Today I headed north to the Conrad Rhubarb Festival and stopped in Great Falls on the way to check out the market.
Altogether I was on the road for 12 hours. It was a lot of driving and a long day, but then when I lived near Seattle and commuted to work, I'd be gone that long from home every day. This was a much more pleasant driving experience.
Great Falls is a big city (population 56,690) and so it has a big farmers market that covers a couple of blocks.
It even has a pony ride! Small children climb aboard and with supervision circle a tiny grass-filled square. I can imagine it is quite an experience. The line was pretty long.
Speaking of lines, the longest was at the Navajo fry bread stand. I was there about 10 am, so this must have been breakfast for these folks. You'll have to excuse the poor photo -- I could not possibly have gotten the whole line in anyway. But you get the idea.
When I arrived in Conrad, about an hour north, I saw another long line for fry bread. What is it with fry bread? Someone told me it might be that this is something you can't really make at home (without a big mess and paltry results -- I've tried in the past myself) and so perhaps folks take advantage of it when they see it. Well, OK. But I'll tell you, these were really long lines.
Although it was Whoop-Up Days in Conrad -- and their centennial to boot -- I was in town for the Rhubarb Festival. Turns out it is simply added on to the festivities with the hope that more people will check out the rhubarb because they're already in the area whooping it up. (In fact the festival name comes from the Whoop-Up Trail that once passed through the area.)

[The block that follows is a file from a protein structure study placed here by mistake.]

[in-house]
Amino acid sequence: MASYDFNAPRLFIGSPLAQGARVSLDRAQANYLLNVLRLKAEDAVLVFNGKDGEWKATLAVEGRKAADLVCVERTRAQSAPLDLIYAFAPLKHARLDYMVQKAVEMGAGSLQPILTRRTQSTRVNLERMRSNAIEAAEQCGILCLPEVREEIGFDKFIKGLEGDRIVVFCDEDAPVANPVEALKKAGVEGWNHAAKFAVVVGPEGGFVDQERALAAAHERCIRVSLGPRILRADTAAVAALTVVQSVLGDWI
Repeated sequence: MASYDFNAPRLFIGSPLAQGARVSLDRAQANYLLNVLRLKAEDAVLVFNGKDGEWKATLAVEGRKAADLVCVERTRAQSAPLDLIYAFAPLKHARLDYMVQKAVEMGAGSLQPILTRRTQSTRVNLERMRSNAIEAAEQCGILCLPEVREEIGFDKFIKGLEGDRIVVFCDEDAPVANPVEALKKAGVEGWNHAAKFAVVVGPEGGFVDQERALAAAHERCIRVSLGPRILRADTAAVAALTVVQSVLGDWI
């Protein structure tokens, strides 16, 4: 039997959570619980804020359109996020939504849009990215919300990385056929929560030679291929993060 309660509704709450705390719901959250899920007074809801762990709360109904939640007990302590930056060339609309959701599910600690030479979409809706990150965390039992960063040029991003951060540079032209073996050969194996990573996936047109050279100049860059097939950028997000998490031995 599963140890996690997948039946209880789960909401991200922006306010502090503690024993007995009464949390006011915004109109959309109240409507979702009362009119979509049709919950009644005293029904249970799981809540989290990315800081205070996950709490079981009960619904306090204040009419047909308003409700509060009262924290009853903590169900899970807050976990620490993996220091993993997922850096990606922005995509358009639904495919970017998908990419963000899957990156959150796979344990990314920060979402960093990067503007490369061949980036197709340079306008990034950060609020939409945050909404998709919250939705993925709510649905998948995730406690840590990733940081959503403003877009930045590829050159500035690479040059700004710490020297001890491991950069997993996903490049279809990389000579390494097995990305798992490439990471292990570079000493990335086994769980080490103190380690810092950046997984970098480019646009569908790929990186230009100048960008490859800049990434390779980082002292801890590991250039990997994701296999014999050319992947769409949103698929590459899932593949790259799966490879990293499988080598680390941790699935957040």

To get to the rhubarb, I had to cross the street during a parade (a very long and enthusiastic parade) and maneuver between vendor booths on the sidewalk. I finally ended up in a tiny room adjacent to a small cafe on the main street.
There was plenty to eat. I tucked into a rhubarb pie ala mode topped with rhubarb-strawberry sauce. Very delish.
A table was set up with pies to judge, and also displayed were some of the largest rhubarb leaves I ever care to see. They actually frightened me. I think the winning leaf was almost a yard wide.
I headed home happily filled with rhubarb. It wasn't the most exciting food festival I've been to, but it certainly was sincere, and the emphasis definitely was on food. Unlike some festivals I've been to where you couldn't find the celebrated food to save your life.
Great Falls Farmers Market
Civic Center Park, at the end of Central Avenue
June 6 - September 26
Saturday, 7:45 am - noon
July 8 - September 23
Wednesday, 4:30 pm - 6:30 pm